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Marketing To The Poor: An Integrative Justice Model For Engaging Impoverished Market Segments

Journal of Public Policy & Marketing

Nicolas Santos, Gene Laczniak

2009

The relatively recent entry of multinational corporations (MNCs) into low-income markets, particularly in developing countries, affords the opportunity for the more inclusive capitalism envisioned by globalists. Alternatively, an expansion of MNC marketing in less developed economies might foreshadow the greater exploitation of disadvantaged consumers predicted by many critics of expanded free trade. To diffuse the charge of “exploitative” marketing, it is imperative that corporate marketing efforts seeking to engage impoverished segments be grounded in a strong ethical framework. This article unveils one such framework—the “integrative justice model” (IJM). The IJM is an aspirational model that outlines how to market ethically to disadvantaged consumers in both developed and developing countries. The authors derive the elements of this model from frameworks of moral philosophy and management theory. Although the IJM is normative in nature, the authors connect it to real-world examples, which provides MNCs that market to the poor practical benchmarks for conducting their business operations with fairness and equity.The article concludes with a discussion of the implications of the IJM for public policy.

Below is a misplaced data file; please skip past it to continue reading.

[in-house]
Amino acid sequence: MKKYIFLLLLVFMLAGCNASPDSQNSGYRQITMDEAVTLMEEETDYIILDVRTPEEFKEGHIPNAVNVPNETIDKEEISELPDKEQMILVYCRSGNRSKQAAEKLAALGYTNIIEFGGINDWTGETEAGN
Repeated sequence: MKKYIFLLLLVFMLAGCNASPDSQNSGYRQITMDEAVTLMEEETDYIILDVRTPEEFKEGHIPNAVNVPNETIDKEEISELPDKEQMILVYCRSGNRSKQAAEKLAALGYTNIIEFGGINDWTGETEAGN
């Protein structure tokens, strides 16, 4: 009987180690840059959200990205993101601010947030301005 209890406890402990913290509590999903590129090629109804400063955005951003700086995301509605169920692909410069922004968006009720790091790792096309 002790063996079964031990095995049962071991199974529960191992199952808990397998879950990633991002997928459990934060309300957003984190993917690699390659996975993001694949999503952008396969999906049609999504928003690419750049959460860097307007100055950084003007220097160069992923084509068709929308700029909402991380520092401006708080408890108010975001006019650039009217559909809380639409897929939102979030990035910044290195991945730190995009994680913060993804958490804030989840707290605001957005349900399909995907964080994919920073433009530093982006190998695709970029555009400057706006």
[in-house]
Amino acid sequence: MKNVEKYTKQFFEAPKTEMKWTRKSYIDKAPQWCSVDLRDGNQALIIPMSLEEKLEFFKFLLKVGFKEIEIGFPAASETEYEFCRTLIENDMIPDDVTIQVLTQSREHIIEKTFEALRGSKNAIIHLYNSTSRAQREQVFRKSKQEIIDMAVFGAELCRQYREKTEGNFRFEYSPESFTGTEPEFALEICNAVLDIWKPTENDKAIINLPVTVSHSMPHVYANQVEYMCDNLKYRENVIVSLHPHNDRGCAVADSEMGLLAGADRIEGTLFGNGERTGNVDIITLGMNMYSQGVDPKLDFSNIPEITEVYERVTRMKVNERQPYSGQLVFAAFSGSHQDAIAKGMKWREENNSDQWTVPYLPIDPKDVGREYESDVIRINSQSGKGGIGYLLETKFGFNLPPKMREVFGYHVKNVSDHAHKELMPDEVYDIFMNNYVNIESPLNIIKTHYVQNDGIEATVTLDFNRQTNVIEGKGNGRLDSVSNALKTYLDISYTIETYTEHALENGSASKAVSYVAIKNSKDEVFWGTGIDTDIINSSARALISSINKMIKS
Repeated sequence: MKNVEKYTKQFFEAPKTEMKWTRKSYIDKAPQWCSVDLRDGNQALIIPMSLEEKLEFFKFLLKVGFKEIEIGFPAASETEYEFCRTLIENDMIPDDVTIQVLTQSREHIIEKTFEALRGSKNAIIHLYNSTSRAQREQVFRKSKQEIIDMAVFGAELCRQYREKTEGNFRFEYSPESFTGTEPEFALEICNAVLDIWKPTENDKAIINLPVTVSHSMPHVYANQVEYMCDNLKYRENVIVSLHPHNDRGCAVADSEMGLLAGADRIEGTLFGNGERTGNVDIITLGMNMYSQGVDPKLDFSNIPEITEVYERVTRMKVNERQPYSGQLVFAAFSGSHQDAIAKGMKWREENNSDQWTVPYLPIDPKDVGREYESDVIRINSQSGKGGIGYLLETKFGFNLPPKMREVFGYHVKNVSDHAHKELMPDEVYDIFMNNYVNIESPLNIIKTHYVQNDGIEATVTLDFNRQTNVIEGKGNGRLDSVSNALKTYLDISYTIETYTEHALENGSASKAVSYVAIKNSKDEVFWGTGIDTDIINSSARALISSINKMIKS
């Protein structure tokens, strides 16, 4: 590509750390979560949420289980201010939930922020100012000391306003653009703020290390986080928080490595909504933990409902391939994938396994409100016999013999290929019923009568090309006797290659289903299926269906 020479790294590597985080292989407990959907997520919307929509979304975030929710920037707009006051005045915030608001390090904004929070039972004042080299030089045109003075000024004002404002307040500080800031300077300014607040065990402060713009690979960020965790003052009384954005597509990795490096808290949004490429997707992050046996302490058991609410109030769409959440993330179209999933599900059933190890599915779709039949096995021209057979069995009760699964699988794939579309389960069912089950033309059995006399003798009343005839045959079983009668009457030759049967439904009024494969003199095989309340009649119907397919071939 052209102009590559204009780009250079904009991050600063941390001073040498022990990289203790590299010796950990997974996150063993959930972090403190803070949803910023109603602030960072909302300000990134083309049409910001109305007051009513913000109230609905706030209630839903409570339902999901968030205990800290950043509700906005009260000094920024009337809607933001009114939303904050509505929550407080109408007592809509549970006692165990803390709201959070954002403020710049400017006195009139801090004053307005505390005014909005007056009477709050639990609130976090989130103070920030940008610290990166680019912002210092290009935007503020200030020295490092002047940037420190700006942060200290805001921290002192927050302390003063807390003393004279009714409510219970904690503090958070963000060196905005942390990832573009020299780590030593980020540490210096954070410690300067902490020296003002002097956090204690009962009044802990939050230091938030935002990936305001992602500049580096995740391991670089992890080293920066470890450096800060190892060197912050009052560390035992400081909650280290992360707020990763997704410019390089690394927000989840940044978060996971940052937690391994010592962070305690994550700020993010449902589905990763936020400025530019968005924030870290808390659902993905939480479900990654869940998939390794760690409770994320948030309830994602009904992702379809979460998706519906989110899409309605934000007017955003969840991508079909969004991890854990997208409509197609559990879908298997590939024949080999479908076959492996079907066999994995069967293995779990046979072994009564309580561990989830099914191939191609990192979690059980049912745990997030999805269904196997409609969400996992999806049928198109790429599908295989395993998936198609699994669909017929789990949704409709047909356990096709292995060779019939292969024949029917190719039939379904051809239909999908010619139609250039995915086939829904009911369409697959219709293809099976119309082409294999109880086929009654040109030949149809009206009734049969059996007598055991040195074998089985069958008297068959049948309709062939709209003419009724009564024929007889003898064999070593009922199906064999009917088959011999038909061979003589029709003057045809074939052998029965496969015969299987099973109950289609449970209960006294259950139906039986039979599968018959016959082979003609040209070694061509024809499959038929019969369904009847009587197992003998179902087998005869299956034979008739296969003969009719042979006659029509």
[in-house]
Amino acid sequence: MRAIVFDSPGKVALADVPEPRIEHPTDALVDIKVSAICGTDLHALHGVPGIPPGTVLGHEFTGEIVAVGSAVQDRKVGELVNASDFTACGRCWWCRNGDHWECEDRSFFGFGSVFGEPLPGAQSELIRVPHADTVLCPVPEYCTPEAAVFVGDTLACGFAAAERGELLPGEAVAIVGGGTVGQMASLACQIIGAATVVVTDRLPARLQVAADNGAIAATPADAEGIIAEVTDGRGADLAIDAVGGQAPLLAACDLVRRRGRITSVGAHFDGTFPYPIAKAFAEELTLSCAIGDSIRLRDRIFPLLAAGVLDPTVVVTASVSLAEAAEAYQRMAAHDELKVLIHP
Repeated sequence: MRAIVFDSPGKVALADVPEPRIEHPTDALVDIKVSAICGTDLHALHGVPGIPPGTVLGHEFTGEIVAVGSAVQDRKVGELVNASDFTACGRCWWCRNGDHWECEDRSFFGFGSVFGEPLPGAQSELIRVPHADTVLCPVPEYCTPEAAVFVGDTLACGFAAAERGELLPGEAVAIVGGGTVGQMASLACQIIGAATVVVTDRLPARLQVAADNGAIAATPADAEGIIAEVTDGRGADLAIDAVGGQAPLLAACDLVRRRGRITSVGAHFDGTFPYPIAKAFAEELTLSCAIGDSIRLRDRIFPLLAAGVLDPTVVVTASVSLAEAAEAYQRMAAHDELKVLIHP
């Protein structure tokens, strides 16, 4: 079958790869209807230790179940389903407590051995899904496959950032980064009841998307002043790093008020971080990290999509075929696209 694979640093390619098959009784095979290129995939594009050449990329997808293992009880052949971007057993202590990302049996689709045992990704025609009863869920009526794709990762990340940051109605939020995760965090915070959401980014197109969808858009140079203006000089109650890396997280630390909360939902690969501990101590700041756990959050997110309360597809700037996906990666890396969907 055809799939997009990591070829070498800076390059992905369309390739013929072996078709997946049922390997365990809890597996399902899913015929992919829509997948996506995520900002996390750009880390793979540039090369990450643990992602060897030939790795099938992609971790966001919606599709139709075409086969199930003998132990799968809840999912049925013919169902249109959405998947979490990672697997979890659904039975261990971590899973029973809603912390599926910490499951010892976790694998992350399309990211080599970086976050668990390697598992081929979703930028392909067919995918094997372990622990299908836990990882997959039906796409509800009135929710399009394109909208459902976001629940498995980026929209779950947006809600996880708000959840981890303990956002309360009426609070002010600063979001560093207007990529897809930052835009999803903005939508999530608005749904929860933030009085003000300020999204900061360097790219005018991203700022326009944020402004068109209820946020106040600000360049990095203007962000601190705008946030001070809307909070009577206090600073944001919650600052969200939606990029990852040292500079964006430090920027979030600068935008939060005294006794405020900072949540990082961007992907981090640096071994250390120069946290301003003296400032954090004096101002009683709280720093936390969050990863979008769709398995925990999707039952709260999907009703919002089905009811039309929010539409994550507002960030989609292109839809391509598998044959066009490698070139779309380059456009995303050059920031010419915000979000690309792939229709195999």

Poverty, Disadvantaged Consumers, Marketing Ethics, Distributive Justice, Sustainability

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